Why We Have to Remove Trees

A process of careful consideration

Sometimes we have to remove trees from the Auckland Botanic Gardens. Trees are long-lived, large, and often spectacular, so they are only removed when it is necessary.

Reasons for tree removal include:

  • Age
  • Pest and disease infection
  • Storm damage
  • Climate stresses
  • Inclusion on the Regional Pest Management Plan
  • Unsuitability for Auckland's conditions

Mere Brewer, the Botanic Garden's team leader of plant collections, explains that a careful process is followed before a tree is removed, and a tree’s health is monitored for several years before a decision is made.

A recent example was the removal of three 43-year-old Malus x floribunda (Crabapples) from the lawn between the cherry blossom grove and the Camellia Garden due to their declining health, which had been noticed and monitored over the last five years.

“The trees were full of lichen, not producing blossoms as they once did, and were affected by Silver Leaf. Our arborists noted that the trees had collar rot and were soft, which may have contributed to their declining health. It seems the trees then contracted a secondary infection through weakened structures.”

Malus Floribunda

Malus x floribunda in healthier times. The trees got diseased and were removed in April 2024.

For every tree that is removed, we aim to replace it with the same species or another species better suited to Auckland's conditions.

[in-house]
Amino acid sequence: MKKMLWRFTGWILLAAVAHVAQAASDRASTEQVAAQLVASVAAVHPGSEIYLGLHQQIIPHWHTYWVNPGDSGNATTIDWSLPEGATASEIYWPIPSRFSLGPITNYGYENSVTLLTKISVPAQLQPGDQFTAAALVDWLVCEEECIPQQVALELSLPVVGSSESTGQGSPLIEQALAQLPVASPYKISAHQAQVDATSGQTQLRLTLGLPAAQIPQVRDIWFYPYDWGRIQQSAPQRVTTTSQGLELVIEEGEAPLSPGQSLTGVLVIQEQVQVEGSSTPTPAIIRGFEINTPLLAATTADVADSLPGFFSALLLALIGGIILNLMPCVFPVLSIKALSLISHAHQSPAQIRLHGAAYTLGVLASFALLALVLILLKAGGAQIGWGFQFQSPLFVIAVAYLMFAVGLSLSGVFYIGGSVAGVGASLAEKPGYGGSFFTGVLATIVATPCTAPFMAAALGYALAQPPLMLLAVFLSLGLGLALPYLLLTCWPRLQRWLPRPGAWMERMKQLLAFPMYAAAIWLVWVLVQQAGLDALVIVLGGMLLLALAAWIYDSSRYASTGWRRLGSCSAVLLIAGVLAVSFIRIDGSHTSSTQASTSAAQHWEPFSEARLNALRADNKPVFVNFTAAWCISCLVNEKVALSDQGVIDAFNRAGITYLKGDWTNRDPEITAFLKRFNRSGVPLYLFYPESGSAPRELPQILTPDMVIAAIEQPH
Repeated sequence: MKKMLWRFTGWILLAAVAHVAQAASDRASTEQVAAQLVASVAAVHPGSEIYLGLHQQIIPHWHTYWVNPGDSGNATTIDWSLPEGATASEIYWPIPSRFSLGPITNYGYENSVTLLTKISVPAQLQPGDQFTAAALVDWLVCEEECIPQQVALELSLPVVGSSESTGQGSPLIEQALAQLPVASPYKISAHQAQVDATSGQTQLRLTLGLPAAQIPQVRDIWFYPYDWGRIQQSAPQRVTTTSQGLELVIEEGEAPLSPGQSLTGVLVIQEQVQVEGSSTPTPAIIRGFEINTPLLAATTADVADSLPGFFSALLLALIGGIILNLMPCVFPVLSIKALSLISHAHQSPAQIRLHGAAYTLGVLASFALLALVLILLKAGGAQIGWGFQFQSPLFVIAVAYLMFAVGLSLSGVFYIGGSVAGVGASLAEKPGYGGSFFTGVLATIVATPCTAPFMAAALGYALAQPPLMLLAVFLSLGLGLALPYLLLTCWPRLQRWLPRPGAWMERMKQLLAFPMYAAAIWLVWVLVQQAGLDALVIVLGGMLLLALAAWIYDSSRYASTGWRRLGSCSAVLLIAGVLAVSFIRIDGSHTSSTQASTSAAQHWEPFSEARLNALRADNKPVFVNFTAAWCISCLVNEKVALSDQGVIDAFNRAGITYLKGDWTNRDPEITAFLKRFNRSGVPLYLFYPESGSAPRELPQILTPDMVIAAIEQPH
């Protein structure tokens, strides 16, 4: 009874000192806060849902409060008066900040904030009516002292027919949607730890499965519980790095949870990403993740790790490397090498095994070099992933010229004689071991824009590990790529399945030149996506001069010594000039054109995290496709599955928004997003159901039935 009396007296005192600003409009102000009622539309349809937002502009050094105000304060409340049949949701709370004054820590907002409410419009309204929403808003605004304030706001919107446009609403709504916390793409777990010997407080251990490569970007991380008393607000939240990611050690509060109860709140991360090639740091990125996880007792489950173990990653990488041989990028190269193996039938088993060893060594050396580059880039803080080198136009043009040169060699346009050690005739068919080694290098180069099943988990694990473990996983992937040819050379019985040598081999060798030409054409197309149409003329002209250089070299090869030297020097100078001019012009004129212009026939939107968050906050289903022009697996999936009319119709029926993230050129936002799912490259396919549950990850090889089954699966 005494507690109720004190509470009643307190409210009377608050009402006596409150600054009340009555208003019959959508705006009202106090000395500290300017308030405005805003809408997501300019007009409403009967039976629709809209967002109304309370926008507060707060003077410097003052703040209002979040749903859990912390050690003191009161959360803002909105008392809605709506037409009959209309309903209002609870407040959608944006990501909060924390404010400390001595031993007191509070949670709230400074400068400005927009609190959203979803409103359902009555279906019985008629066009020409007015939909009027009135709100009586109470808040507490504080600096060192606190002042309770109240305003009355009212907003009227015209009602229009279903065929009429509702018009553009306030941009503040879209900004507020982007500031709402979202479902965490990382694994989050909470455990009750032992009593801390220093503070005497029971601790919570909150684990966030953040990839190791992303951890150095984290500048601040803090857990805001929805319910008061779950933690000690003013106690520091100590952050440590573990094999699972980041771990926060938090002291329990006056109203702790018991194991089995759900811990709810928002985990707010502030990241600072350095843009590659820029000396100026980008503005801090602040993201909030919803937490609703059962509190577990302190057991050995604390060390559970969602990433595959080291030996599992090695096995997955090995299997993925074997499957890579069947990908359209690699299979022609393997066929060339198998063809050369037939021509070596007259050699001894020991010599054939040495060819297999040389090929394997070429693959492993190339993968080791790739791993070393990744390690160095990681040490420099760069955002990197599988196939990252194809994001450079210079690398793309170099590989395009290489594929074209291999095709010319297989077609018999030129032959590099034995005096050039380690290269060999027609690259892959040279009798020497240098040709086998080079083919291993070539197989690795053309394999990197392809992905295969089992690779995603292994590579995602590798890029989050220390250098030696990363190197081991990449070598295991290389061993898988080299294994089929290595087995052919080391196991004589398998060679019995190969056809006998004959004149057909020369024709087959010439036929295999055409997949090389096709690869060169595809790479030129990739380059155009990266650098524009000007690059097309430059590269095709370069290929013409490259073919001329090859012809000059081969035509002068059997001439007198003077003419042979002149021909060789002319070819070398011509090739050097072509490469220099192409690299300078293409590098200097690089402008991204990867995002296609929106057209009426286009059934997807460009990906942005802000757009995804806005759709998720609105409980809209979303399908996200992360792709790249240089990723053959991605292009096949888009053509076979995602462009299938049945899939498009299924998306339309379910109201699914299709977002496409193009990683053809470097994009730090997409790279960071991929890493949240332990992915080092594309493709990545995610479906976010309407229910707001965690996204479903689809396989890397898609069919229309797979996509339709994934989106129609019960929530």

Climate change and increasing weather extremes also stress some of our trees. We have been carefully monitoring the health of our ‘Awanui’ cherries for any signs of stress due to recent oscillations between years of extreme rainfall and drought. A few of the older trees, showing serious signs of deterioration, have been removed. They will be replaced as part of the upcoming autumn planting plan to ensure the spring blossom continues to be a major seasonal highlight, and the grove retains its longevity and integrity.

Cherry Blossom 2021

The 'Awanui' cherry grove in 2021.

In 2022, we had to remove several trees from across the site after they were listed on the updated Regional Pest Management Plan, including Taiwanese cherries, whose nectar-dripping flowers were an absolute favourite of tūī (see image below).

Tui In Tainwanese Cherry

Tūī feeding on the abundant nectar of Prunus campanulata 'Felix Jury' before the trees were removed after being placed on the Regional Pest Management Plan

To ensure the health and longevity of our trees, they are regularly inspected by expert arborists, and diseased or damaged branches are removed early. Regular monitoring of our trees occurs every few months.

It is always sad to have to remove trees, which is why we only do so when necessary.